Hawick young people Escape to their own cafe

Share this article

Learning how to change a lightbulb or cashing up a tuckshop till are not the first things that spring to mind when it comes to youth clubs.

But then Hawick’s Escape Youth Cafe is about as far removed as you could get from the 1980s stereotype of youth clubs as just a place to get young people off the streets for a few hours, with the odd Friday night disco thrown in.

Sian Snowdon of the Escape Youth Cafe in Hawick.

Sian Snowdon of the Escape Youth Cafe in Hawick.

Set up as a drop-in facility in 2005, following a ‘youth summit’, the cafe in the town’s Commercial Road opens its doors five nights a week – including Saturdays – plus on Wednesdays at lunchtime.

During the evenings, the P6/7 age group use the cafe on Wednesdays from 6.30-8.30pm, while the S1 up age group are in on Tuesdays and Thursdays from 7-9.30pm and on Fridays from 7-10pm.

Saturdays see all those in the age group from P7 upwards able to use the cafe from 7-10pm.

The cafe gives young people the chance not only to be involved and consulted on what activities they want to see, but to also take part fully in the management and growth of the establishment.

Sian Snowdon of the Escape Youth Cafe in Hawick.

Sian Snowdon of the Escape Youth Cafe in Hawick.

The 156 members come from Hawick and the surrounding area and, as well as having their own space to meet and socialise with friends, the cafe also creates opportunities, supports development and maintenance of social, domestic and educational skills, and promotes healthy lifestyles and leisure pursuits.

Members pay 20p per night, after which everything – except obviously food from the tuckshop – is free, including the use of computers, pool tables, air hockey game, Playstation and X-Box games.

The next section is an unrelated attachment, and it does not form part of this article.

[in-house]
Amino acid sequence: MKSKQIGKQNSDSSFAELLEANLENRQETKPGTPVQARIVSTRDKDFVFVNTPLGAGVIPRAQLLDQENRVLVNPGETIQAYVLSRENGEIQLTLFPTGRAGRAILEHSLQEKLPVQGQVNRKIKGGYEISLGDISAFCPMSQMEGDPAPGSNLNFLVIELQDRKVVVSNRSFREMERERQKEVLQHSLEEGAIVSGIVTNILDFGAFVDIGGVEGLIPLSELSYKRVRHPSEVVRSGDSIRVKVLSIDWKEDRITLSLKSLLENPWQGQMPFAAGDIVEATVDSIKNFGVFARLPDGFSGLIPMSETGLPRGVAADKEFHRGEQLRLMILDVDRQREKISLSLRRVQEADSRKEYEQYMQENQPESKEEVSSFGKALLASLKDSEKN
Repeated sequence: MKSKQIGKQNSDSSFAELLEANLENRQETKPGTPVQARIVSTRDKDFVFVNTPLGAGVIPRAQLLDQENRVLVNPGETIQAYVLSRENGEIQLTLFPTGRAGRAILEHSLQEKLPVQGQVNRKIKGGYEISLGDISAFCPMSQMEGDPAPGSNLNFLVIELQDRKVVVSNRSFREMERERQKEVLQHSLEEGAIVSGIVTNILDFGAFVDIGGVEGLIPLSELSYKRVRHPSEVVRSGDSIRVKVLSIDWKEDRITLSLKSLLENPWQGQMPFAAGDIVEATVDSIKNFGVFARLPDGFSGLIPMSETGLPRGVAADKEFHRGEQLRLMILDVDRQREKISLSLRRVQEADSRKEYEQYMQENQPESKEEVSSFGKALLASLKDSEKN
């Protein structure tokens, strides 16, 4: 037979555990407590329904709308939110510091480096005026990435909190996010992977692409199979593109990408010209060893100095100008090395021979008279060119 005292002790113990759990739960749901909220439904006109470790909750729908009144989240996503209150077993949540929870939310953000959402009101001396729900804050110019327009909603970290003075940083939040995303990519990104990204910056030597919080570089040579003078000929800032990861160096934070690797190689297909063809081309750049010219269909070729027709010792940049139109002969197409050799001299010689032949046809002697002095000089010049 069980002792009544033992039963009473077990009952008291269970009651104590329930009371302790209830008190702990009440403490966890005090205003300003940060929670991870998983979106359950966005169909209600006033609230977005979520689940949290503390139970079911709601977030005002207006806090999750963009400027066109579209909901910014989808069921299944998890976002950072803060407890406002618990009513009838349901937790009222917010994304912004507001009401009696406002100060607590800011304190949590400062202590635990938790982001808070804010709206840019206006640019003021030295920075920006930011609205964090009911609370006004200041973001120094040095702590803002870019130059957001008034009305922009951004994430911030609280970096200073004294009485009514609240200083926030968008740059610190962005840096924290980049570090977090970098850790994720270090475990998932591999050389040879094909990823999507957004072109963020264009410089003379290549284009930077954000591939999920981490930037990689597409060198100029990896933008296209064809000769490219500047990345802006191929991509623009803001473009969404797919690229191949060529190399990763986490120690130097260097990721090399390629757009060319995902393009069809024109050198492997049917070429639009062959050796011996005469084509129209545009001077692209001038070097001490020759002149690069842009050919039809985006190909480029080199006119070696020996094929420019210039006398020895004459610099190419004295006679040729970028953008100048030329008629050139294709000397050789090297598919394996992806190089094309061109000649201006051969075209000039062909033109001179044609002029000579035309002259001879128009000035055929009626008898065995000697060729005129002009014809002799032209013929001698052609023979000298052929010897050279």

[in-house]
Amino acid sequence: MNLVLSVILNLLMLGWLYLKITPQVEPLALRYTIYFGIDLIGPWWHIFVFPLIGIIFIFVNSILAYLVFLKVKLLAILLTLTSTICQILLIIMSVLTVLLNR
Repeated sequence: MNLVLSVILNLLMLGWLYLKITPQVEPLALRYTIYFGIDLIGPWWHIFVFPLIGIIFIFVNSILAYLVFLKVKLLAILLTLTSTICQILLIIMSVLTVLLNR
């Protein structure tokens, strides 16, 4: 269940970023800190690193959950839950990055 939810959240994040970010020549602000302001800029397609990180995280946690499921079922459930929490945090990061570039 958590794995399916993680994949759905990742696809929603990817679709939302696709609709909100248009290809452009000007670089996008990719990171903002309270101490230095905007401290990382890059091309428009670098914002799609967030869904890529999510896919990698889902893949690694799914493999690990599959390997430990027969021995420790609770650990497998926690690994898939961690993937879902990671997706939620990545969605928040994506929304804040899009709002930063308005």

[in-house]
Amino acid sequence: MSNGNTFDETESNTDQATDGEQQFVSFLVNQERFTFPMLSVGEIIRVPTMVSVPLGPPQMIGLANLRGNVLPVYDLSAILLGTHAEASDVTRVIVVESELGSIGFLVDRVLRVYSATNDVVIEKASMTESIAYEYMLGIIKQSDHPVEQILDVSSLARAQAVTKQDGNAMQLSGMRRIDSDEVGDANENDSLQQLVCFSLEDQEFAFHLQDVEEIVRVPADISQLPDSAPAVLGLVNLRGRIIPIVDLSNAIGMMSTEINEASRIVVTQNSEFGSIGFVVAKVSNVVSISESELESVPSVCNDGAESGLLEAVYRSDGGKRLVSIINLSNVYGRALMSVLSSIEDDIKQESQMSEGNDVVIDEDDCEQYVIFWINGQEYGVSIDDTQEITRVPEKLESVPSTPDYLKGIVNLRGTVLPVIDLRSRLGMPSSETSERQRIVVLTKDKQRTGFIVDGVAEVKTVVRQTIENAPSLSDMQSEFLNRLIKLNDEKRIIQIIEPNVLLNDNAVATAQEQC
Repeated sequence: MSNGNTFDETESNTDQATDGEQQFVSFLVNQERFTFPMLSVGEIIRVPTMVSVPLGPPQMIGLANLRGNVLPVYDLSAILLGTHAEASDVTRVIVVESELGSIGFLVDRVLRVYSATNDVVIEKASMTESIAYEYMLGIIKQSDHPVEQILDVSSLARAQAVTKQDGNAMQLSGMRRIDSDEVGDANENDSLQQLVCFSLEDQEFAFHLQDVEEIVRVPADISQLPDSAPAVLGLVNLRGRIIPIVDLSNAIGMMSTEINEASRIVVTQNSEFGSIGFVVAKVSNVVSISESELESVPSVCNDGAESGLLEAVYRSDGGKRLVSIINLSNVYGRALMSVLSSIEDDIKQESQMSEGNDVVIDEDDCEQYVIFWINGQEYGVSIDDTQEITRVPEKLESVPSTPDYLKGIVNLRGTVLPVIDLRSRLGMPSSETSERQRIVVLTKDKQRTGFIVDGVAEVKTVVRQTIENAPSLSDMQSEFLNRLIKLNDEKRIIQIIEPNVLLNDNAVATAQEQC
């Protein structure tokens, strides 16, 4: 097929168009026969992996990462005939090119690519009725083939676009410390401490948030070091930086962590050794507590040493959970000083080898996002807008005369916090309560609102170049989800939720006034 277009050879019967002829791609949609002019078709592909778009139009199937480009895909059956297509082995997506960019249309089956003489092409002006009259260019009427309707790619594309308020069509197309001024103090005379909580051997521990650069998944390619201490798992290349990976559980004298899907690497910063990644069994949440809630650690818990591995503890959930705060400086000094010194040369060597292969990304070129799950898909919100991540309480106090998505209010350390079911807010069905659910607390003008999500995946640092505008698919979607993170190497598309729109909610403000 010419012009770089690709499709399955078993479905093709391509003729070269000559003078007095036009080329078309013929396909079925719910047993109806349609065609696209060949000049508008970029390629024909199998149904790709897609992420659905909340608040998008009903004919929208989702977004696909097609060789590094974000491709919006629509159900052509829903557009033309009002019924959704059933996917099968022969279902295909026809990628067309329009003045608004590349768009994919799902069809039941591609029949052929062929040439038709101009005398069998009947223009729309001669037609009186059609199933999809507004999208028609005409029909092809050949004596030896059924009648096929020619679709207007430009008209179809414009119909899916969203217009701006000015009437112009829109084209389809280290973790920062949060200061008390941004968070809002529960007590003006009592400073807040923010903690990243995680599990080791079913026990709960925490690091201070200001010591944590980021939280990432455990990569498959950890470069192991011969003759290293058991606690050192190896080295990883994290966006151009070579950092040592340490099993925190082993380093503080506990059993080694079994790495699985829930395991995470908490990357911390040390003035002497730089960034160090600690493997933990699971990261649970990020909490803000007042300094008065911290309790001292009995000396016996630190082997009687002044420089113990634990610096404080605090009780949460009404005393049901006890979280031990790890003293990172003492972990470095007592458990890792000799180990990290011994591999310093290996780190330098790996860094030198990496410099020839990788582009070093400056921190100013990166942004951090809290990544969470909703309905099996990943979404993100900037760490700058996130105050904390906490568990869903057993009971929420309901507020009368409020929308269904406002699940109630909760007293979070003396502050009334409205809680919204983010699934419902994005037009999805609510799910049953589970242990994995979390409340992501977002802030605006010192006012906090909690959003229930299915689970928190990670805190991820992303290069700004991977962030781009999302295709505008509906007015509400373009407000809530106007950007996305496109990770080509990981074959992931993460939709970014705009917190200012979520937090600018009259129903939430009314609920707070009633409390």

These are the things that draw young people in, but once through the doors they find a world of opportunities opening up to them.

Outreach work, residential trips and creative media workshops in music, poetry, film and drama are all avilable, as are various sports, crafts and other activities.

Escape Youth Cafe in Hawick

Escape Youth Cafe in Hawick

Sian Snowdon is the Voluntary Youth Work Services Manager at the cafe and is supported by part-time senior youth worker Wendy Fiddes and nine volunteer staff.

“We want the young people to see this as their project and involve them as much as possible in the decision-making process about what is offered and how the place is run,” Sian explained.

“Whether they want to do football, craft work, any other kind of sport – anything they can come up with, we will look at if the resources are there.”

Although young people can come and go as they please to the cafe, Sian and her staff usually find that once inside, the young people tend to stay for the majority of that evening’s session.

Escape Youth Cafe

Escape Youth Cafe

“Each session is usually two-and-a-half to three hours and we offer at least one activity they can opt into if they want.

“It is up to the young people, but it’s our role as staff to try to encourage them to try new things they’ve never done before and to engage in new experiences.”

In the summer months, the cafe even organises outdoor activities and trips, while workshops were held last year on such diverse subjects, such as graffiti art and cookery.

Cafe staff have also performed valuable work with young people experiencing attendance issues at school, as well as with local primary seven classes, helping them prepare for the move up to the town’s secondary.

With Hawick being a very sports-orientated town, there are those youngsters who come to the cafe because they want something different.

“We get a mixture. We tend to get the sporty ones more in the winter when the weather is not so great, and their attendances tend to taper off as the weather gets better in the summer,” said Wendy

“But we also get young people who don’t access sport for a variety of reasons, including a lack of money, disability or because they’re just not interested.”

And it’s not just young people who are benefitting from the cafe’s existence.

Those offering their services as volunteers often find that it leads to new qualifications, improved CVs and even employment in the youth work sector.

Youngsters also have already found that their experience at the cafe of working a till and being responsible for handling money can open doors, with several obtaining part-time jobs as a result.

“We’ve even had a session on how to change a lightbulb because someone asked about that!” added Wendy.